A hospital in California suspects that an inflatable Christmas tree costume may be behind a massive COVID-19 outbreak that has infected at least 44 employees, The San Francisco Chronicle reports.
A Kaiser Permanente San Jose Medical Center employee briefly wore the air-powered costume in the emergency room on Christmas Day to "lift the spirits" of fellow co-workers, but may have unknowingly spread the virus throughout the facility. "Any exposure, if it occurred, would have been completely innocent, and quite accidental, as the individual had no COVID symptoms and only sought to lift the spirits of those around them during what is a very stressful time," the hospital said in a statement.
"If anything, this should serve as a very real reminder that the virus is widespread, and often without symptoms, and we must all be vigilant," the statement continued. The emergency room has since undergone a deep cleaning, and all employees who have tested positive between Dec. 27 and New Year's Day are being required to isolate. Kaiser Permanente San Jose is still conducting contact tracing to determine who else may have been exposed.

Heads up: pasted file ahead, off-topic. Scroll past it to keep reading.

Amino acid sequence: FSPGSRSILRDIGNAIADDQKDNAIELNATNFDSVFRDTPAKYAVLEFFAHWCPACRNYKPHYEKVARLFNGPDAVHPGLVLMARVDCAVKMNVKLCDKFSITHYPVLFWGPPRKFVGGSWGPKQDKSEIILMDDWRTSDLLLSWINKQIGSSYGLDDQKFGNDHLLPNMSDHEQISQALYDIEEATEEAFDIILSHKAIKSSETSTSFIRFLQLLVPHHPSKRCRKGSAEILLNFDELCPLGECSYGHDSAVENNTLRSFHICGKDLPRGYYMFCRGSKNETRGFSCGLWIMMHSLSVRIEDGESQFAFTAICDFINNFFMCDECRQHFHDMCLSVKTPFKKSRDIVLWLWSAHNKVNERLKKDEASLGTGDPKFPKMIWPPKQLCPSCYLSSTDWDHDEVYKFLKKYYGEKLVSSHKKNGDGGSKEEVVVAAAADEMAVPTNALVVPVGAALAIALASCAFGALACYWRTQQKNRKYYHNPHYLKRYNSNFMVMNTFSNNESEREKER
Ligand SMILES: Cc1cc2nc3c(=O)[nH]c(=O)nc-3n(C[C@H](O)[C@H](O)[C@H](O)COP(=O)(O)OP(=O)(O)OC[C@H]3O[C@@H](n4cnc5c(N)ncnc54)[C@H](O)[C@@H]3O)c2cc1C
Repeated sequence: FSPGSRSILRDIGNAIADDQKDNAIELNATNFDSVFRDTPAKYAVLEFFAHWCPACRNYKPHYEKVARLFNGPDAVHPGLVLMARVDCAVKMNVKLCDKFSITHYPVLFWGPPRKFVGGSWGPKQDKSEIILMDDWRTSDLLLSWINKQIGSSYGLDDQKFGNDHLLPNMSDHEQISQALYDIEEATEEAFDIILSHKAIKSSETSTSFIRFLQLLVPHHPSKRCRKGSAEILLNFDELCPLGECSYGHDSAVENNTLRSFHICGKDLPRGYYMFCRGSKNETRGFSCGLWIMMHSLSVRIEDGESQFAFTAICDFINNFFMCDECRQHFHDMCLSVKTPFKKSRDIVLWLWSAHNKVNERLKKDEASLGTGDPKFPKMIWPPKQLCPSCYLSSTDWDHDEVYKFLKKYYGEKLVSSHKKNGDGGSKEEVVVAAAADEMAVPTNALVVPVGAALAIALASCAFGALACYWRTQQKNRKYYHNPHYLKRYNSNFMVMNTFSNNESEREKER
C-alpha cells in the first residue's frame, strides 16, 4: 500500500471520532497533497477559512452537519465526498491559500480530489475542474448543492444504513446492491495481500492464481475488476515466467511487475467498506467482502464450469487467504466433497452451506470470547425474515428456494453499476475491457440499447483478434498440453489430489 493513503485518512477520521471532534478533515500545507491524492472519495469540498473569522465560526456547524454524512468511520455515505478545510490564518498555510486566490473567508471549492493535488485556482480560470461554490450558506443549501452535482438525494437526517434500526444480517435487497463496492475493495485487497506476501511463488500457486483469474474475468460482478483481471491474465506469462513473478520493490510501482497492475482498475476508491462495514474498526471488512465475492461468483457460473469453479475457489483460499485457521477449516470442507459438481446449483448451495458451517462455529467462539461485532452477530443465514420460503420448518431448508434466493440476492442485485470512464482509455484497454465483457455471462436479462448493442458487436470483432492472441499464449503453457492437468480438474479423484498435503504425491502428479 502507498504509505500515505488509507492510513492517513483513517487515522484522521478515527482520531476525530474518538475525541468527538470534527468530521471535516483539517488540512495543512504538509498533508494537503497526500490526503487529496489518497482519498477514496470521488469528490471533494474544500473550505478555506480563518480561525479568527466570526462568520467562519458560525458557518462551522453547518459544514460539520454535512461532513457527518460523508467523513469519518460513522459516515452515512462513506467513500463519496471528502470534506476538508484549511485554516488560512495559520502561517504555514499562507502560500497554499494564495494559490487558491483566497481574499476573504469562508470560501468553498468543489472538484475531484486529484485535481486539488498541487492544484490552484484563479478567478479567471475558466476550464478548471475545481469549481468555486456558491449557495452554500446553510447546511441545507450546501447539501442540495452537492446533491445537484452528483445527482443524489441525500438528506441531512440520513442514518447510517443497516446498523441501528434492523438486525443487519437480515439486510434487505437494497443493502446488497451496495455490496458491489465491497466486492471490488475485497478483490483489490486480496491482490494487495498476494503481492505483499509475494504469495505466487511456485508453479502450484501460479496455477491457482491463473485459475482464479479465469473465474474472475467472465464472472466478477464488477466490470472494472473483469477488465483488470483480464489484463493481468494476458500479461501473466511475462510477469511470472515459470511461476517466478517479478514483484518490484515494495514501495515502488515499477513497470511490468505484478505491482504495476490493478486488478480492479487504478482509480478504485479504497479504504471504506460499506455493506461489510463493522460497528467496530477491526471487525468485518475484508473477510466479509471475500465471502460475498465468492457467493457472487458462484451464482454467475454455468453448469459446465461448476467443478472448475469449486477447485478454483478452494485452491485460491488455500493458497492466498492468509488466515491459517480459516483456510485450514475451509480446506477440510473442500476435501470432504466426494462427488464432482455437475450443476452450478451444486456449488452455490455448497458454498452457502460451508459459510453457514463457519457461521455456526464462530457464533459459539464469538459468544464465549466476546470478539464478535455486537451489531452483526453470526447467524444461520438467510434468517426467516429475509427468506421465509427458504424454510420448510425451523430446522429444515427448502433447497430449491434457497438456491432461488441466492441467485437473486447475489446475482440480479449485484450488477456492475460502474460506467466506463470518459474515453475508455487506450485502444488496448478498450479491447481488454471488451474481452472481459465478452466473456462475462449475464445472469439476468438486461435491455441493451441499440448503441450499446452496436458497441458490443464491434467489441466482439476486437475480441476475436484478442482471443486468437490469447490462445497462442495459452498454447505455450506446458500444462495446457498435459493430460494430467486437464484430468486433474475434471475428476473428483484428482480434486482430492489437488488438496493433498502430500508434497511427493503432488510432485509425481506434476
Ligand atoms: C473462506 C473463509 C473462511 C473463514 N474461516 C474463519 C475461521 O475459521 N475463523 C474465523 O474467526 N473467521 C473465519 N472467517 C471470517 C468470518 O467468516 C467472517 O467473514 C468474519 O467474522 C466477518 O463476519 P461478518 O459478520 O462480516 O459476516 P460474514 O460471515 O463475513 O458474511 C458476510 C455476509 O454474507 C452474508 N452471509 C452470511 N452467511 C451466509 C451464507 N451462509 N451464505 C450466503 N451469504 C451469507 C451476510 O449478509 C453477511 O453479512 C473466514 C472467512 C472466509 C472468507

One ER employee told NBC Bay Area that they believe staff might have been exposed due to respiratory treatments being conducted "inside a room that they’re not supposed to."
While the hospital had administered the COVID-19 vaccine to some emergency room workers prior to Christmas Day, the first dose doesn't reach its full potential until the second shot is given. Even then, none of the approved vaccines are 100 percent effective against preventing someone from catching the virus. It may go without saying, but air-powered costumes have been banned from the Kaiser Permanente San Jose emergency room.
California has the most coronavirus cases in the United States with 2.4 million reported. Over 26,000 people in the state have died from the virus.